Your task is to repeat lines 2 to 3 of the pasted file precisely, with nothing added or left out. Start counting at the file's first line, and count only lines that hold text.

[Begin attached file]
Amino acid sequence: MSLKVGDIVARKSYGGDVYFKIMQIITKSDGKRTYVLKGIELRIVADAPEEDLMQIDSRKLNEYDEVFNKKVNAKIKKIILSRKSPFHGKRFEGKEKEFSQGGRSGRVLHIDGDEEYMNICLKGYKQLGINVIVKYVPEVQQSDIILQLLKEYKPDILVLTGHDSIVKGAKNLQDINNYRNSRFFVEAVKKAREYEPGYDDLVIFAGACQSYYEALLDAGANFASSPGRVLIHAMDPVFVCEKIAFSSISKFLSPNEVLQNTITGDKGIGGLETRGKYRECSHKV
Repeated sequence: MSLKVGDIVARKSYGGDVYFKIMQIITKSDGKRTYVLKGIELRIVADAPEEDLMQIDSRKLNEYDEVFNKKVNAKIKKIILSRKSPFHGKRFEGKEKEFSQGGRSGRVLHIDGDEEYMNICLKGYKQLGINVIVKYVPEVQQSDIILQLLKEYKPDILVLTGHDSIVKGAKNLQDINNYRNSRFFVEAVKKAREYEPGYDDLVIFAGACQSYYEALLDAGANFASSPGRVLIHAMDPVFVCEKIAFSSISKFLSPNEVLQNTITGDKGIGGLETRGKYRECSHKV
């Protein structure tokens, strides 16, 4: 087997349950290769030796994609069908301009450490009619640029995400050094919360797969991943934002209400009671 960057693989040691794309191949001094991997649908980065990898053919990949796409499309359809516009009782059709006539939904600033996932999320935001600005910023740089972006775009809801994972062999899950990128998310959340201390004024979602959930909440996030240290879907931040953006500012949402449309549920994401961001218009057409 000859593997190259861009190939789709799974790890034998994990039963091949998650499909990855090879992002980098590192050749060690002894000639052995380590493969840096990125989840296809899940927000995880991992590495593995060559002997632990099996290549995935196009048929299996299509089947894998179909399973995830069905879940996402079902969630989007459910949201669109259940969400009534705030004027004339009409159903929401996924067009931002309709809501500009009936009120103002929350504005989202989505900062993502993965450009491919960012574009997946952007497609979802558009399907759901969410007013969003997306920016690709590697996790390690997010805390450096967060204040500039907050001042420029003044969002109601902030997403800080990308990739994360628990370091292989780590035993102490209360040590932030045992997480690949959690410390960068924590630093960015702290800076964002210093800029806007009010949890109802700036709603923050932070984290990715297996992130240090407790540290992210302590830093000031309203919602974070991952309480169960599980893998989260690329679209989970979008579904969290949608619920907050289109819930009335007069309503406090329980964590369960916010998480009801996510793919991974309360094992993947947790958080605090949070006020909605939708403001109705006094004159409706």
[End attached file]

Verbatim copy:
Repeated sequence: MSLKVGDIVARKSYGGDVYFKIMQIITKSDGKRTYVLKGIELRIVADAPEEDLMQIDSRKLNEYDEVFNKKVNAKIKKIILSRKSPFHGKRFEGKEKEFSQGGRSGRVLHIDGDEEYMNICLKGYKQLGINVIVKYVPEVQQSDIILQLLKEYKPDILVLTGHDSIVKGAKNLQDINNYRNSRFFVEAVKKAREYEPGYDDLVIFAGACQSYYEALLDAGANFASSPGRVLIHAMDPVFVCEKIAFSSISKFLSPNEVLQNTITGDKGIGGLETRGKYRECSHKV
């Protein structure tokens, strides 16, 4: 087997349950290769030796994609069908301009450490009619640029995400050094919360797969991943934002209400009671 960057693989040691794309191949001094991997649908980065990898053919990949796409499309359809516009009782059709006539939904600033996932999320935001600005910023740089972006775009809801994972062999899950990128998310959340201390004024979602959930909440996030240290879907931040953006500012949402449309549920994401961001218009057409 000859593997190259861009190939789709799974790890034998994990039963091949998650499909990855090879992002980098590192050749060690002894000639052995380590493969840096990125989840296809899940927000995880991992590495593995060559002997632990099996290549995935196009048929299996299509089947894998179909399973995830069905879940996402079902969630989007459910949201669109259940969400009534705030004027004339009409159903929401996924067009931002309709809501500009009936009120103002929350504005989202989505900062993502993965450009491919960012574009997946952007497609979802558009399907759901969410007013969003997306920016690709590697996790390690997010805390450096967060204040500039907050001042420029003044969002109601902030997403800080990308990739994360628990370091292989780590035993102490209360040590932030045992997480690949959690410390960068924590630093960015702290800076964002210093800029806007009010949890109802700036709603923050932070984290990715297996992130240090407790540290992210302590830093000031309203919602974070991952309480169960599980893998989260690329679209989970979008579904969290949608619920907050289109819930009335007069309503406090329980964590369960916010998480009801996510793919991974309360094992993947947790958080605090949070006020909605939708403001109705006094004159409706």